The equilibrium and kinetic experiments were carried out by shaking batch technique. Activated carbon (dry basis) was weighted and put into glass flasks. For equilibrium experiments, 100 cm3 of aqueous solutions of different initial solute concentration were added and placed in a stirred thermostatic bath (± 0.10 °C). Samples were kept at different temperatures, in the range of 283 to 303 K. After the desired time of treatment, samples were filtered to remove the adsorbent.

Kinetic experiments were carried out using the same procedure; using 250 cm3 of solutions of initial concentrations in the range of 0.23 to 0.42 mg/l at 293 K. Maximum contact time was 120 min in every run. Aqueous solutions were analyzed at different contact times, and the concentration of CB on the adsorbent was calculated based on mass balance:


where V is the volume of the solution, m is the mass of GAC used (g), and qt (gCB/gGAC) and Ct (gCB/l) are the concentrations of CB on the adsorbent and in the liquid phase at a time t (min), respectively.


A. Adsorption kinetics

There are several kinds of models to describe the adsorption mechanisms and kinetics. A hyperbolic equation, previously used in the literature, was tested (Cotoruelo et al., 2009; Cotoruelo et al., 2010). This hyperbolic expression is a simplification of the pseudo-second-order kinetic equation related to the available sites on the adsorbent surface (Liu, 2008). Experimental data were fitted by nonlinear regression to the following expression:


where k is an empirical parameter related to the kinetic curve shape (min-1), and qm (gCB/gGAC) represents the maximum (asymptotic) qt value under the experimental conditions used. Consequently, if contact time is high enough, qt tends to qm.

The values of the kinetic parameters of best fit are listed in Table 1. The goodness of fit between the experimental and predicted values was determined by means of the average percentage errors (APE):


Table 1. Kinetic parameters of best fit for hyperbolic and intraparticle diffusion models.

where N is the number of cases.

Fig. 1 displays the effect of adsorbent particle size on the adsorption time profile. The experimental results (points) and hyperbolic model results (lines) are shown. It is observed that model predictions are satisfactory in the whole range of particle sizes.

Fig. 1. CB adsorption profile for different adsorbent particle sizes. m = 1.5 gGAC, C0 = 0.2750 g/l.

The first adsorption stage corresponds to the surface coverage of the largest pores and most active sites. The second stage, with a lower adsorption rate, is related to the coverage of narrow mesopores and micropores. It is evident that an increase in particle size leads to a decrease in the adsorption rate. in the adsorption rate. This is attributed to the greater accessibility to pores and higher surface area per unit weight of the adsorbent, in the case of the small particles.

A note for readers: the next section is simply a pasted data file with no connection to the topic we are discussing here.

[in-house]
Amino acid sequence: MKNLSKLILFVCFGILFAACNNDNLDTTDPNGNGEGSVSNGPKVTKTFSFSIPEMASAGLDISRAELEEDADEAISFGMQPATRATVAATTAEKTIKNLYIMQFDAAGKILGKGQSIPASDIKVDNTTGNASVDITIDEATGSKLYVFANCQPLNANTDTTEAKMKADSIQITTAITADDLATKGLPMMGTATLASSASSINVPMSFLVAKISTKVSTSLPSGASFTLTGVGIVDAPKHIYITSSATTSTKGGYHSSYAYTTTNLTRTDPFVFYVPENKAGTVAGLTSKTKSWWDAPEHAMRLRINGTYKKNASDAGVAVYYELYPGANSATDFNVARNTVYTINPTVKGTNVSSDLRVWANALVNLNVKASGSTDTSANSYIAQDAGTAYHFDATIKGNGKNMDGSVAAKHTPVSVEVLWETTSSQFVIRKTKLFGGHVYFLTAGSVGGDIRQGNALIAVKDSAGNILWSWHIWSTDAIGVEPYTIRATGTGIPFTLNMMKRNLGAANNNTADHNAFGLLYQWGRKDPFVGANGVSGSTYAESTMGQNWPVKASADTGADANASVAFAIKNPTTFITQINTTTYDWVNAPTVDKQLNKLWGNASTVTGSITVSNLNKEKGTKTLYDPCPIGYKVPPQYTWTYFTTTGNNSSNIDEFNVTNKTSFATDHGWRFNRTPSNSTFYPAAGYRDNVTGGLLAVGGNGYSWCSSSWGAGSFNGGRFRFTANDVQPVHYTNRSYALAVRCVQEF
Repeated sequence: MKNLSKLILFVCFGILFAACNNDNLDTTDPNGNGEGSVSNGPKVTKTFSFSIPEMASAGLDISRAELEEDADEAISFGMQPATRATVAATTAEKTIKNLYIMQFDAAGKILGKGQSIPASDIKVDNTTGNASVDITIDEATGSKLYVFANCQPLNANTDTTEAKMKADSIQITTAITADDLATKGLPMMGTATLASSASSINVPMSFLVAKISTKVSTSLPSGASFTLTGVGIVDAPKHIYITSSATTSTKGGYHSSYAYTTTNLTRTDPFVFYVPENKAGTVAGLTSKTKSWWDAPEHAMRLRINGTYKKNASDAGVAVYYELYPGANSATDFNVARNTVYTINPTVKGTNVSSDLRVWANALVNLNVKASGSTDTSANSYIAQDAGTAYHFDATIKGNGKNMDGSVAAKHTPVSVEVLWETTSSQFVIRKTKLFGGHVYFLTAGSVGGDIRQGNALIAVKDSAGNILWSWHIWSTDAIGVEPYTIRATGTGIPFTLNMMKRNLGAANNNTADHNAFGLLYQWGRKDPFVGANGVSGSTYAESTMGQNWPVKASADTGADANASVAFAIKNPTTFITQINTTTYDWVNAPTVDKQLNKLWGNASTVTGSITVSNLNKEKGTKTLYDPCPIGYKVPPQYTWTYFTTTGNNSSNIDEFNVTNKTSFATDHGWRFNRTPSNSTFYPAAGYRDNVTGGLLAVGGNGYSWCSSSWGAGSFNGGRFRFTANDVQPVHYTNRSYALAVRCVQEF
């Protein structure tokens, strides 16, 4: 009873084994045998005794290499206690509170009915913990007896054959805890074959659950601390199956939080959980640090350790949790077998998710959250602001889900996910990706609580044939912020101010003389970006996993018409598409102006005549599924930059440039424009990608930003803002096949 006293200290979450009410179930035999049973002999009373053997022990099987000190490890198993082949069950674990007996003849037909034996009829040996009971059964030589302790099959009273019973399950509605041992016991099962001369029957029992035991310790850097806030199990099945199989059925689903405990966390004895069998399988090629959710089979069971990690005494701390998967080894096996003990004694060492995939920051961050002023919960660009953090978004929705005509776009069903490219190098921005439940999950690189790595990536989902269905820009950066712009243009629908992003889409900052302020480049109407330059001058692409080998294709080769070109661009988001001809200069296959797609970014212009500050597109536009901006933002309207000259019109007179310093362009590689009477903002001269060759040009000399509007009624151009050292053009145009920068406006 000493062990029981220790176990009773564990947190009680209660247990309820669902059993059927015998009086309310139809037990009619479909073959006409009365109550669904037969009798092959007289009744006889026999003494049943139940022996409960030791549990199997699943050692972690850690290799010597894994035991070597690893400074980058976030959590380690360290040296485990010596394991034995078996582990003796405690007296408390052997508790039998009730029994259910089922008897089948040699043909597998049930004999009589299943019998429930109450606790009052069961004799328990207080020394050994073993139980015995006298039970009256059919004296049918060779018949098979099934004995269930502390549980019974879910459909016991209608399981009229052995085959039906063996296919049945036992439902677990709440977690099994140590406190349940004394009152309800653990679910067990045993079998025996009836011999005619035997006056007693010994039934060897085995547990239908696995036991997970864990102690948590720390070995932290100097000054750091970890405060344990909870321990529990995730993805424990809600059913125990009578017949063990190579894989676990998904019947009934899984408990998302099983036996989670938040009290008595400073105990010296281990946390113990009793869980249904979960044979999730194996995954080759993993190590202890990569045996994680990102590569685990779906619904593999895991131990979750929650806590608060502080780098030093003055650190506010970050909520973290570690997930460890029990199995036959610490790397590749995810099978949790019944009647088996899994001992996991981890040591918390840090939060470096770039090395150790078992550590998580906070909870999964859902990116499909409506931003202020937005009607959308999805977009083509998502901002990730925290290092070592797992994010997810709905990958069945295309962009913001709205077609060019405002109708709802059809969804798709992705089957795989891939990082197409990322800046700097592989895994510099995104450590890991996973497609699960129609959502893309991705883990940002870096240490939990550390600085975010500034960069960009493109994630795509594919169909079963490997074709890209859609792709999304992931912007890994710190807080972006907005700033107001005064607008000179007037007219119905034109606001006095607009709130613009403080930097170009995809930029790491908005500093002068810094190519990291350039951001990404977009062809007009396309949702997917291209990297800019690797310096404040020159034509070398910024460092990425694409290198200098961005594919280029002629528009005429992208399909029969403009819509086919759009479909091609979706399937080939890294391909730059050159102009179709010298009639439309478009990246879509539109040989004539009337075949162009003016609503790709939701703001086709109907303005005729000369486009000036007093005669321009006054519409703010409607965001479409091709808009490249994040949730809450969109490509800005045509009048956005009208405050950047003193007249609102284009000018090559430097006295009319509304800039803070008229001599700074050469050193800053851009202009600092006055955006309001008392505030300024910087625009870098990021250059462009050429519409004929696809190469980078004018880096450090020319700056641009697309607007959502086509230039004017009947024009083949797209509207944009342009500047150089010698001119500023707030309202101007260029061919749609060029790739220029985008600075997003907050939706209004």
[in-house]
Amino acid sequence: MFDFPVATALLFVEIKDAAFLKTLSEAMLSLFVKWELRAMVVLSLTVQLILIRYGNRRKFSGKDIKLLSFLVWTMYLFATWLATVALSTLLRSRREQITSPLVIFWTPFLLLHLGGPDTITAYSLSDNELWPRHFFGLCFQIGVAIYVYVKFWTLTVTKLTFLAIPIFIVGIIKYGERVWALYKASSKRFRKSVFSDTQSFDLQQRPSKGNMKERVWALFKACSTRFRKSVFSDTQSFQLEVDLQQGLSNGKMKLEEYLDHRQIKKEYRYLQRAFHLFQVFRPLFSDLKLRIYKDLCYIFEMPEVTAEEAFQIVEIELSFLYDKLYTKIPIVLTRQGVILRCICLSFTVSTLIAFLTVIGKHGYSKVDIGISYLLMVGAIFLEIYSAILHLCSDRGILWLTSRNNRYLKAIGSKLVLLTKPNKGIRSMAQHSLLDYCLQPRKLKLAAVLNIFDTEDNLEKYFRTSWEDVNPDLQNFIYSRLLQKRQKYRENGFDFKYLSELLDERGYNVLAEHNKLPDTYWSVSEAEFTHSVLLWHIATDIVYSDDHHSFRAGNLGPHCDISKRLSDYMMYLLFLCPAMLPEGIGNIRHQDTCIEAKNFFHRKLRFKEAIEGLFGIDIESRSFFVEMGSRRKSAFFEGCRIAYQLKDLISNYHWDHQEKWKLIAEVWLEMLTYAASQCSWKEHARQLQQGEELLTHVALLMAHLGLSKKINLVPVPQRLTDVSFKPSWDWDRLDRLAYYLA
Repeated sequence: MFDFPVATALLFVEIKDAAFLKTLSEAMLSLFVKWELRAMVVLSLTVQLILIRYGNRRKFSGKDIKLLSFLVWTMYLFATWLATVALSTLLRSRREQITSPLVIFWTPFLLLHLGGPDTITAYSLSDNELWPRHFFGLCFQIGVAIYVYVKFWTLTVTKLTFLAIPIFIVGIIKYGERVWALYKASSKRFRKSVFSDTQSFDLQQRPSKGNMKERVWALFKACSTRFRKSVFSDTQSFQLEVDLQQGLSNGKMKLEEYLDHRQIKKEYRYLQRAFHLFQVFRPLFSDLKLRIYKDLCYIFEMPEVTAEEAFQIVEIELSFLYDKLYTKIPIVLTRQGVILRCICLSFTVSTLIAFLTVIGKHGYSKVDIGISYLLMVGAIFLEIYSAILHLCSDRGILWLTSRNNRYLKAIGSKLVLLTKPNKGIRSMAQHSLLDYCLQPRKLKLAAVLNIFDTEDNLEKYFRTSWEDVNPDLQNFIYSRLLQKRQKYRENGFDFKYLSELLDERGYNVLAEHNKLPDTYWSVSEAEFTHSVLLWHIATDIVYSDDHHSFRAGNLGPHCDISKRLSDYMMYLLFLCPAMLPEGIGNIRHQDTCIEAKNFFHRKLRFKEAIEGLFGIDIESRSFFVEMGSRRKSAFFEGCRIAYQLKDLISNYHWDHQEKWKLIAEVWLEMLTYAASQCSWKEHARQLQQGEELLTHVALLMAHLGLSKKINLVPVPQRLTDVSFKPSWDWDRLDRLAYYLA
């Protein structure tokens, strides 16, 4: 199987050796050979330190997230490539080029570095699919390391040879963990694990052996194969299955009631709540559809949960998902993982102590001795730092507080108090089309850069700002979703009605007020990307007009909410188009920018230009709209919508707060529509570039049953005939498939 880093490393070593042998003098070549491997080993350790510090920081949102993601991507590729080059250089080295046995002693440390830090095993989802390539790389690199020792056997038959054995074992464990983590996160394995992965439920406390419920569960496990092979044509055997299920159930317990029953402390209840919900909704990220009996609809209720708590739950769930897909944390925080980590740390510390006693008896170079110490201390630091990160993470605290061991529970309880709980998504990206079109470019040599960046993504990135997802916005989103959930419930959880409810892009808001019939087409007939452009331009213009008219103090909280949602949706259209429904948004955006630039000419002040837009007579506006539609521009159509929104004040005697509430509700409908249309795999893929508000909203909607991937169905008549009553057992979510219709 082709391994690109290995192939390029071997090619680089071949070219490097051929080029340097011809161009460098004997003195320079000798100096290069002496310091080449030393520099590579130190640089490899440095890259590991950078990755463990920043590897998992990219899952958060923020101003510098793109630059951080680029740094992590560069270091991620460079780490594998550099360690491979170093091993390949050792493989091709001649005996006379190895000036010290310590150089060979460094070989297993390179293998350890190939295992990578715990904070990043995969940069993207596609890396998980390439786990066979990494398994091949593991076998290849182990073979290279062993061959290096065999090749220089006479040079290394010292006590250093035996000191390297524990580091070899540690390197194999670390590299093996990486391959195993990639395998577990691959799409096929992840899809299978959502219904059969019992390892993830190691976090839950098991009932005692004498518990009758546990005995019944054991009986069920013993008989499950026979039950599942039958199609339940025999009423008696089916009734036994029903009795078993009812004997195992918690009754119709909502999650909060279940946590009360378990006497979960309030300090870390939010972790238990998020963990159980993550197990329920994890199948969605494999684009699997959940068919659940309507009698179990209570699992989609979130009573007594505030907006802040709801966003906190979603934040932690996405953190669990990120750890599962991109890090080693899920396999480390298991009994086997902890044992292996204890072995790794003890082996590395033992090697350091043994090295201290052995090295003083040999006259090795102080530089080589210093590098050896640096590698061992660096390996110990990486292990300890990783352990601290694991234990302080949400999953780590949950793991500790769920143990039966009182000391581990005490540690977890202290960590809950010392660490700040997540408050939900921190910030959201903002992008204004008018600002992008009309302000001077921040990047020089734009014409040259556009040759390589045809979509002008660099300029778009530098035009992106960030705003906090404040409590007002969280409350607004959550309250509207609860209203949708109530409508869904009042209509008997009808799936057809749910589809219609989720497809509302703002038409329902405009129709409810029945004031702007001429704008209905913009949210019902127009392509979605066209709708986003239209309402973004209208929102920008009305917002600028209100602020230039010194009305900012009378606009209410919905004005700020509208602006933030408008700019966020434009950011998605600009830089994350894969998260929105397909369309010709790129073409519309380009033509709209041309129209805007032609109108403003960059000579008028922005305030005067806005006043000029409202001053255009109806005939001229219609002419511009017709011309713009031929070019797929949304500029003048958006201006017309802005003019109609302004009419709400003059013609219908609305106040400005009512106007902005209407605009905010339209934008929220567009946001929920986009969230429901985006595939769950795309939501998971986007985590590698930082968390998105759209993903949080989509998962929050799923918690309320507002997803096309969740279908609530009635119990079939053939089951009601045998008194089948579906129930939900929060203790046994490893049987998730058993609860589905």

Solid-liquid adsorption processes on porous materials can be described by consecutive steps involving (i) the mass transfer of the adsorbate from the liquid bulk phase towards the surface of the solid particle across the boundary layer, (ii) the internal diffusion within the particle, and (iii) the adsorption on particle surface. The mass transport resistance inside the solid is usually much more important than that corresponding to the external fluid film on solid particle and the external resistance becomes negligible under suitable shaking conditions.

So, the possibility of intraparticle diffusion to control the kinetics of adsorption was tested using the Eq. (4).


where kd is the intraparticle diffusion constant and Ci is a constant (i.e. intercept of the line) that is directly proportional to the boundary layer thickness. From the intraparticle homogeneous diffusion model, diffusivity values can be estimated as described by Eq. (5).


where R is the adsorbent particle radius, qe is the equilibrium concentration of CB on the adsorbent surface, and Ds is the intraparticle diffusivity.

The effect of particle size, initial concentration of adsorbate and sorbent mass are illustrated in Fig. 2. The intraparticle diffusion is the rate controlling factor, since the uptake of the sorbate varies with the square root of time and two or more steps occur (Walker et al., 2003). Such type of plot presents a multilinearity. The first stage is usually the sharpest and is related to the external surface sorption or instantaneous sorption stage. Its contribution to total mass transfer mechanism can be measured by the value of the intercept with the abscissa axis.

Fig. 2. Intraparticle diffusion model for different adsorption conditions. a) Particle size, m = 1.5 gGAC, C0 = 0.27 g/l; b) Initial CB concentration, m = 2.0 gGAC, dp = 0.35-0.50 mm and c) Adsorbent mass. Eq. 4 fits: C0 = 0.27 g/l, dp = 0.50-0.71 mm.

The second portion is the gradual sorption stage, where intraparticle diffusion is rate-controlling. The fact that the plots are not completely linear and do not pass through the origin, indicates that intraparticle diffusion is not the only mechanism involved.

The third portion of the curve is the final equilibrium stage where intraparticle diffusion slows down due to the reduction in the adsorbate concentration in the solution. The fact that the plots are not completely linear and do not pass through the origin, indicates that intraparticle diffusion is not the only mechanism involved.

The linearity of the plots of qt versus t0.5 (Fig. 2) evidences that intraparticle diffusion plays a significant role in the uptake of CB. Measured regression coefficients are larger than 0.955. Values of intraparticle diffusivity are summarized in Table 1.